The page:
Developing Video-Based Instruction for Medical Students Rotating in OB/GYN

The Uniformed Services University's Department of Gynecologic Surgery & Obstetrics (GSO) is making educational videos to assist with student engagement and learning.

Demonstration of fascial dissection during cesarean delivery. (Photo courtesy of Dr. Logan Peterson, USU)
Demonstration of fascial dissection during cesarean delivery. (Photo courtesy of Dr. Logan Peterson, USU)

July 6, 2023 by Vivian Mason

Video consumption for entertainment, instruction, and education has skyrocketed over the past few years. The Uniformed Services University's Department of Gynecologic Surgery & Obstetrics (GSO) has jumped on the bandwagon, making its own educational videos to assist with student engagement and learning, as well as to provide individualized learning experiences. Most of these medical videos detail surgical procedures for student use.    

Multimedia learning has been shown to be effective in clinical skills training in the GSO curriculum. Logan Peterson, M.D., assistant professor of GSO as well as director of clinical clerkships, says, “We’re looking for new ways to communicate with our students and want to reach out to provide educational modalities that will work for them. So, we’ve started creating videos for common procedures that we perform in OB/GYN.” 

The plan is to incorporate videos into the clerkships to help students become more comfortable and knowledgeable regarding various procedures and exams. 

Logan Peterson, M.D., assistant professor of GSO and director of Clinical Clerkships. (Photo courtesy of Dr. Logan Peterson)
Logan Peterson, M.D., assistant
professor of GSO and director of
Clinical Clerkships. (Photo courtesy
of Dr. Logan Peterson)
“Currently, there are more videos in the works,” says Peterson. “Two videos have already been incorporated into the curriculum, and several others are in various stages of development. We want the students to have the needed resources to feel prepared for the work they have to do.”

Enthusiastically, he reports that the students are also very involved in the development/making of various videos. “We promote the videos through the GSO Student Interest Group,” explains Peterson, “as well as through a research/project list that students interested in GSO can review and participate in. Scripts are reviewed by me and other members of the faculty before production.”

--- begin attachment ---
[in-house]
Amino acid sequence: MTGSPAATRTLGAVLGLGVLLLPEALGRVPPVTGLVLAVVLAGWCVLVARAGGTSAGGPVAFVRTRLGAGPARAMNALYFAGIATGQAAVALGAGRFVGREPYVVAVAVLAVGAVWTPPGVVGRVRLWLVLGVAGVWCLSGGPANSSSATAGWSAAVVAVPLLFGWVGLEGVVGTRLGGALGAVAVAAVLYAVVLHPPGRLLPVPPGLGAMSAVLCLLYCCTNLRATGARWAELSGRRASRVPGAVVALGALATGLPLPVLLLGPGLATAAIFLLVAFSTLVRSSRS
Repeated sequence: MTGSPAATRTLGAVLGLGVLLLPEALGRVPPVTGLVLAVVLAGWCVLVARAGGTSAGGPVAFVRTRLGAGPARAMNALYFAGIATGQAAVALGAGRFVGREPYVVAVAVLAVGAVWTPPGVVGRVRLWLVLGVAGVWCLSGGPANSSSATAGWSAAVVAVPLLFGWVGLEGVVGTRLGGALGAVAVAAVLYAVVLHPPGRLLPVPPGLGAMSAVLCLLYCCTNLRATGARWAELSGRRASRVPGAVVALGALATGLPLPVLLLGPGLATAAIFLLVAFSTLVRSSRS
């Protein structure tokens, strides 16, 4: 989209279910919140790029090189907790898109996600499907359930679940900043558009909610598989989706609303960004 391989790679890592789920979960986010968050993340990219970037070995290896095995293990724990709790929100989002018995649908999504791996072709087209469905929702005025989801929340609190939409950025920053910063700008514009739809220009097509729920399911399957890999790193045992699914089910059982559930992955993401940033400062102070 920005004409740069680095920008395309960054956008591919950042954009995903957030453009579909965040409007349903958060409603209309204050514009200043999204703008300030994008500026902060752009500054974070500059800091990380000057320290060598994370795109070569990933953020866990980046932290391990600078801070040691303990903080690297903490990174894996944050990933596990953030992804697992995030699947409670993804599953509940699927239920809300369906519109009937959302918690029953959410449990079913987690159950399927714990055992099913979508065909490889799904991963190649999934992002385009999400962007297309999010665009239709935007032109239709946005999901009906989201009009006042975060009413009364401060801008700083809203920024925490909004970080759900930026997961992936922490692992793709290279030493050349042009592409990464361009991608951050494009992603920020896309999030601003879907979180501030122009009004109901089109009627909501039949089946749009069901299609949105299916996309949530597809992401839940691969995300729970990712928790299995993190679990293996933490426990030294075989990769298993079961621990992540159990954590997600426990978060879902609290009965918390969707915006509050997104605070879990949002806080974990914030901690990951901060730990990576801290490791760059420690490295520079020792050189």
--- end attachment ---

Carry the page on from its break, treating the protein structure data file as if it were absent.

Several fourth-year students, as part of their Capstone projects, helped create videos. “They wrote scripts, were involved in filming, assisted with literature search and review, and helped with video planning,” declares Peterson. “One student served as a surgical tech in the video. One other student assisted with the cesarean delivery video. Another student wrote the entire script for the pelvic exam, did the literature search, and acted as the video host.” 

“I was more of an ancillary figure,” acknowledges Peterson. “I helped behind the scenes by reviewing the script, providing equipment, guiding the video planning meetings, and directing the filming of the procedure.”  

Specific video topics are decided on based upon student feedback. Many USU students expressed an interest in obtaining more exposure to certain clinical skills before and during the clerkships, as well as expressing a desire to become more comfortable with those tasks.

Among third- and fourth-year medical students and residents, YouTube was found to be the most frequently accessed educational video source when students were preparing for surgical-based rotations and procedures. MEDtube, an e-learning platform for health care professionals, has a large repository of multimedia content. 

“However, even with these resources,” says Peterson, “students still need to be vigilant about content to ensure that these videos can accurately prepare them for their rotations, which is why we promote usage of the USU-created videos.”   

Cesarean section (or C-section) is one of the most commonly performed surgical procedures for which students need to prepare. “Student doctors will most likely participate in an OB/GYN procedure on their very first day of clinical rotations,” explains Peterson. “That’s why we create our own educational videos for teaching this surgical procedure outside of the operating room. We try to adequately prepare our medical students for the procedural portion of their clinical rotations by providing clear, concise video-based instruction.”